Above is a vintage baseball glove, likely from the 1930s. I imagine it has seen many games of catch through the decades—maybe even a World Series game.
Sitting alone on a dark wooden table, the aged leather and loose fingers carry a nostalgic beauty of a glorious baseball era. But a closer look reveals a deeper story—one that elevates our connection to the image when we know more about it.
Purchased by his father after borrowing $5 from his grandfather—which his father paid back—this is the glove Dwier Brown grew up sharing with his brother more than a half-century ago. It is the same mitt his father used to play catch with Dwier and his brother on their Ohio farm.
Dwier, now 62, played John Kinsella in the 1989 movie, “Field of Dreams.” After he landed the role, Dwier stopped by his parents’ house in Ohio on his way to Iowa and retrieved the mitt.
Tragically, his dad died during his visit.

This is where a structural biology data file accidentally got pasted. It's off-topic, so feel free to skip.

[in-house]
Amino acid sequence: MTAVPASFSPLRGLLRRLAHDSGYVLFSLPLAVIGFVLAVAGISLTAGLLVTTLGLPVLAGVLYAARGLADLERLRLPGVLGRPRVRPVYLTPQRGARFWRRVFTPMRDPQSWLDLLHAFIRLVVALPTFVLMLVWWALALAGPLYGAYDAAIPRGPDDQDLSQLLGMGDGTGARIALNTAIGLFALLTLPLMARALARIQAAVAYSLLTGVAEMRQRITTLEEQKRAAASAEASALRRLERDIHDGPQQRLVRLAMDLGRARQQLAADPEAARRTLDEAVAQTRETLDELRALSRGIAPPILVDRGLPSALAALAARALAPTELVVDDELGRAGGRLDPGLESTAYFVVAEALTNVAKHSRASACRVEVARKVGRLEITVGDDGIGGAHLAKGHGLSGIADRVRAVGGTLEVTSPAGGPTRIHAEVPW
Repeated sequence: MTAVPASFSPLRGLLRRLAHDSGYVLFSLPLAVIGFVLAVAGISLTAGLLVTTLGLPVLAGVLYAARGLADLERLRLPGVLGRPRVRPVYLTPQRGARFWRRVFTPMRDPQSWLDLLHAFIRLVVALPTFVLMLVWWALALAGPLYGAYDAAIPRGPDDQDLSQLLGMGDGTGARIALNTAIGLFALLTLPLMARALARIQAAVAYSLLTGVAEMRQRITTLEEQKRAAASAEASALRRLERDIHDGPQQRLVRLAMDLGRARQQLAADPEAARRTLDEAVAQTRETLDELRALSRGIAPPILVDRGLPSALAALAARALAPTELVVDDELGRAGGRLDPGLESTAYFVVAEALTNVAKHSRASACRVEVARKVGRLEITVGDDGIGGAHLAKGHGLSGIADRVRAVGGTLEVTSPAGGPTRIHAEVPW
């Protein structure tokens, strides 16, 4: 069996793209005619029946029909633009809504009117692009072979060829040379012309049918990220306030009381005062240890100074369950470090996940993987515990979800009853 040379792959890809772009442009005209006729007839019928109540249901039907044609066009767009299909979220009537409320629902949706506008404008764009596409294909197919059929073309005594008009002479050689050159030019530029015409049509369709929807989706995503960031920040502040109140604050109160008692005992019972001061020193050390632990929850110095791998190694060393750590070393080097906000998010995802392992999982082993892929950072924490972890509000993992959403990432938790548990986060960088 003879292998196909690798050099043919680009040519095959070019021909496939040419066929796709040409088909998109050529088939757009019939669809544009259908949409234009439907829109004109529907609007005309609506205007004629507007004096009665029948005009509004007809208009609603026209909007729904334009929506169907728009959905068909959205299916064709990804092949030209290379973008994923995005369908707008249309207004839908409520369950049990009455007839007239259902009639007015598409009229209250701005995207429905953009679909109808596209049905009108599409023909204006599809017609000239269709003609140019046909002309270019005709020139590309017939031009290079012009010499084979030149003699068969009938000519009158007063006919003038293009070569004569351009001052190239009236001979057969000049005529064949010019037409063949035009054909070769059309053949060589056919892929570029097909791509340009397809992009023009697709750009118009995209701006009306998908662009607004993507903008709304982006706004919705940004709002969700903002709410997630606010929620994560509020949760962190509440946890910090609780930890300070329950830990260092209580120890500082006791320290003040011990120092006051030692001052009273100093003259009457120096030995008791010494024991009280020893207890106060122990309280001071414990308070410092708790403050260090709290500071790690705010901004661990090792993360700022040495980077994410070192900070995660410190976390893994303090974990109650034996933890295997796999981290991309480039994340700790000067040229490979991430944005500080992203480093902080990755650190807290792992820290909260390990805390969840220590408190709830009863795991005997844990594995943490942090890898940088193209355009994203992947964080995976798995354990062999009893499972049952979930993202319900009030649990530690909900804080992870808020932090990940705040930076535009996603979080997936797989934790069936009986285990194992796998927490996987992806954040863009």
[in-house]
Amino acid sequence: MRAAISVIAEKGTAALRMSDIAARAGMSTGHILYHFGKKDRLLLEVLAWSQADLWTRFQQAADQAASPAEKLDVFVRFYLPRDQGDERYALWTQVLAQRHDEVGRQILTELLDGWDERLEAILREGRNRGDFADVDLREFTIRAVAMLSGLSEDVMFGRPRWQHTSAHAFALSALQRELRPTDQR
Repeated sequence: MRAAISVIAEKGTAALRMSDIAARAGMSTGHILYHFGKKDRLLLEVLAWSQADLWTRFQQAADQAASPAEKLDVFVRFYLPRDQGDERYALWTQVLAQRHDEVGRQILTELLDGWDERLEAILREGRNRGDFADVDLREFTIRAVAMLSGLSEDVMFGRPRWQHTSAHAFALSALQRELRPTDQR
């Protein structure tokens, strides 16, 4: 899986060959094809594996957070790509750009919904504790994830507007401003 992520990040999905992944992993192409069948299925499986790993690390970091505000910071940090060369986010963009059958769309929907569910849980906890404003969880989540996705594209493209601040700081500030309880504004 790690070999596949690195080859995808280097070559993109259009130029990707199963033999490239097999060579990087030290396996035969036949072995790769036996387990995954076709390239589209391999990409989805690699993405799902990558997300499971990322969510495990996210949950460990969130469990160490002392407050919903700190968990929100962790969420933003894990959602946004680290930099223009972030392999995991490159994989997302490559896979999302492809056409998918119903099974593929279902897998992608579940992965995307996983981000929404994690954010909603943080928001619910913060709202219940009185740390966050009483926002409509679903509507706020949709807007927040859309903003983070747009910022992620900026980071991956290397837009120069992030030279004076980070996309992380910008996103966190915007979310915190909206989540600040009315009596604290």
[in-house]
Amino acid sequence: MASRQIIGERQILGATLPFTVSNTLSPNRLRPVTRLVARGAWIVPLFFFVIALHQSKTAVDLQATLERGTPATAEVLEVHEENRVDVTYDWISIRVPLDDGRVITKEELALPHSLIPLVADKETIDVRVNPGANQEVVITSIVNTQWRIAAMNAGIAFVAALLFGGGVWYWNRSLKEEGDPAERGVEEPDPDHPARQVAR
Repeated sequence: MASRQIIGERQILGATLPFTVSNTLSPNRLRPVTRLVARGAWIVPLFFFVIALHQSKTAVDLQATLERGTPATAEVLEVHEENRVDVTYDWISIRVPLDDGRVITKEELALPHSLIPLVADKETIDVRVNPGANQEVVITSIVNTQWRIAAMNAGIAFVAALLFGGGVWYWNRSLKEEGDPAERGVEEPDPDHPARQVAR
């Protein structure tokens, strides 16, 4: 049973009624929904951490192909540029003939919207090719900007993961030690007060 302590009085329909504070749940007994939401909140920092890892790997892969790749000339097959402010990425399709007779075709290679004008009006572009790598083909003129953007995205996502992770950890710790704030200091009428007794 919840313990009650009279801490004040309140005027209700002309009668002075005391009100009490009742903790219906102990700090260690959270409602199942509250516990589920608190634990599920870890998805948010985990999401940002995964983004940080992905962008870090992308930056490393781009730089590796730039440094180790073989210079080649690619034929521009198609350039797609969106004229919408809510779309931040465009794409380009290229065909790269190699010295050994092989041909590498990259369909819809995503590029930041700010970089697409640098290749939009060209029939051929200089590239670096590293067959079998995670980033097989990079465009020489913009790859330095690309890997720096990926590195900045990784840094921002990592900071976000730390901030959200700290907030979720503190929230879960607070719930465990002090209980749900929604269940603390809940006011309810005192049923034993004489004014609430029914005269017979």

Dwier went from his father’s funeral to the movie set, ironically playing a father who returns from the dead to play catch with his son.
Although Dwier didn’t use the glove in the making of the movie—Kinsella was a catcher, so he had to use a vintage mitt that didn’t bend—having the glove with him maintained his connection to his father.
Dwier—who wrote, “If You Build It …” in 2014—continues traveling the world speaking and spreading goodwill.
To this day, Dwier carries his childhood glove with him everywhere, using it to play catch with fans around the globe during his regular visits to Field of Dreams—the movie set baseball field that was turned into a pop-culture tourist attraction in Dubuque County, Iowa, near Dyersville.
Sometimes knowing the backstory of an item changes the way we feel about it. For me, the story transforms the photograph from a piece of art to a vessel carrying rich memories that connect us to the photograph.
Writing prompts—choosing an item and making up a story about it—is a popular exercise in many writing circles. However, I challenge you to choose an item—a family heirloom, an old bell in front of a downtown store, a statue—and do your research, then write a nonfiction story that brings this forgotten piece of history to life, connecting us in a way that forever changes the way we see the item.
Email your best image (just one, please) with caption information, including an explanation of how it affects you to GPH@pur.coop. We may share the best submissions on our website and social media channels.